Black Christmas (2019): Movie Review

I watched the original 1974 version of Black Christmas several years back when I was going through my classic horror phase. This was just around the same time I saw the original April Fools Day. And now that the remake was made available on Netflix, I also witnessed how it was butchered by new filmmakers, just like April Fool’s Day‘s pathetic attempt to revive a classic. Ugh.

Synopsis: A bunch of sorority girls are stalked and killed by a masked hooded figure over the Christmas break.

Where do I begin outlining where Black Christmas 2019 went wrong?

No. 1: Changing the entire story. The first version was fairly simple. A deranged killer preys on a sorority house in an attempt to takes revenge on the girls after a member mocked him during a prank call. It was simple. Yet, it made sense — more sense than turning a revenge story into an attempt of a male supremacist cult to take over the world, led by most obvious suspect.

No. 2: It was too preachy. Its not a wrong thing to inject an advocacy into the movie, in this case, feminism, girl power, sisterhood. However, the script was so heavy handed in pushing this idea that it became so suffocating. Sure, as a woman, I appreciate that the film was used as a platform to inspire a conversation about gender based violence. But the fact that filmmakers had to go the supernatural route to depict men as selfish, arrogant brutes made everything seem ridiculous. It destroyed any attempt at portraying women as strong figures in real life. I mean, how could you take seriously such an archaic belief in this day and age without a single member protesting? In the same way as the film tried to paint all women as strong, fierce and loyal, it tried to paint all men as brainless douchebags. Of the very small number of relatively normal guys in the movie (2), only one survived and he was saved by women. Am I making my point? The film left no room for compromise and this method of portraying one gender as a heroes and one as villains is just as a archaic as the belief of villains in the film.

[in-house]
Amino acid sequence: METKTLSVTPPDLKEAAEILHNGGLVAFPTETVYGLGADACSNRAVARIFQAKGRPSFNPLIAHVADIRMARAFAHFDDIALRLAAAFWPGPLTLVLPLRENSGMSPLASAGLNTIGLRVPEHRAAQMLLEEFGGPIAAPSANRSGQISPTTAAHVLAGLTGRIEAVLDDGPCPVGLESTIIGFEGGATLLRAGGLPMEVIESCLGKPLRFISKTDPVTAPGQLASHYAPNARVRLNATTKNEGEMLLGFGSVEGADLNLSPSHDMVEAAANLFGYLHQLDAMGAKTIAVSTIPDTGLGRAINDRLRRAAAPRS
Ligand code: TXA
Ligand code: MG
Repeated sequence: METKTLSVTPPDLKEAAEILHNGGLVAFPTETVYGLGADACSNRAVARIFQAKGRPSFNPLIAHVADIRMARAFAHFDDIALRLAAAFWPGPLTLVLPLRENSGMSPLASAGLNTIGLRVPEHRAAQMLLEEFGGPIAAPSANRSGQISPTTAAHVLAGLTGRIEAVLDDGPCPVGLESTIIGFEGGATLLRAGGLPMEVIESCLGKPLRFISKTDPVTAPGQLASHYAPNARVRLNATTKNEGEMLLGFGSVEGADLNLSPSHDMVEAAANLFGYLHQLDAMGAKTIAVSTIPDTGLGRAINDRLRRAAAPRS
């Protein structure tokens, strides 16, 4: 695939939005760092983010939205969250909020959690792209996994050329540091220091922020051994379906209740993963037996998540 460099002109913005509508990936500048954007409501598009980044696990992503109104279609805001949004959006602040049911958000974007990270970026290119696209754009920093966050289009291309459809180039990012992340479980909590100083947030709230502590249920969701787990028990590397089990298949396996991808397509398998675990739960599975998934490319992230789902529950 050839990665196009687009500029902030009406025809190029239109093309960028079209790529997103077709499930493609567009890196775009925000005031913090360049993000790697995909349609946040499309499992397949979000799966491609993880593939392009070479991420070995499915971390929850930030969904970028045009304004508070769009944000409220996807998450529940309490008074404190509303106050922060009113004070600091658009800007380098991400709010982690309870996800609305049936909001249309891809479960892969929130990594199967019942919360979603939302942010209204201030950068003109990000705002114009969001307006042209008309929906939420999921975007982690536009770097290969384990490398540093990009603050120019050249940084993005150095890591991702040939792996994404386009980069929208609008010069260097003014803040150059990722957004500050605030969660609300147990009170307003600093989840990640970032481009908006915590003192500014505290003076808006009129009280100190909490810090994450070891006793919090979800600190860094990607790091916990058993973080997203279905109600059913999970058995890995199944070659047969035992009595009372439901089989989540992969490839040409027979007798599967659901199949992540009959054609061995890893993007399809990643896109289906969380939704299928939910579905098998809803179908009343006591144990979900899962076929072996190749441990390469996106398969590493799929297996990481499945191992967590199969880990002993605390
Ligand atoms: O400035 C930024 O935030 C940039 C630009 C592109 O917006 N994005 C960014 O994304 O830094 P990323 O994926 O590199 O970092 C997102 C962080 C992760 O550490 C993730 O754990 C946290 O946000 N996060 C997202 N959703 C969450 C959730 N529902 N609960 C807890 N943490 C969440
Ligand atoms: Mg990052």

No. 3. The execution of the murder scenes seemed rushed. It was if the filmmakers were in a hurry to deliver a bigger body count instead of more memorable death scenes. This was a slasher film but it was more focused on trying to shock the audience with the cult reveal instead of showcasing creative death scenes. Dude, this was not the first movie to explore this plot. It’s not so shocking. What’s shocking was how it was used to make a completely simple film seem quite unbelievable.

No. 4. Riley was an unrelatable heroine. While there was a genuine attempt to make audiences root for Riley, because of her experience with assault and not being taken seriously by authorities, its really hard to root for a heroine who moved so slowly and made very poor decisions. There was no sense of urgency in Riley’s actions. It seemed that her existence was to build up to one moment of heroism and that was just about it.

The original Black Christmas film had a simpler premise, but it delivered on its promise of delivering many deaths and a shocking reveal (for its time. Remember that this was in 1974).

The new film tried to build more layers to the tale, but the story got away from them. Black Christmas 2019 was a mess from start to finish. Moral Lessons: Don’t fix what ain’t broken. Just because you could doesn’t mean you should. Don’t try to flip a classic just to prove you are better. Because in this case, the remake, developed over 30 years later than the original, was far inferior to the 1974 classic IN ALL ASPECTS.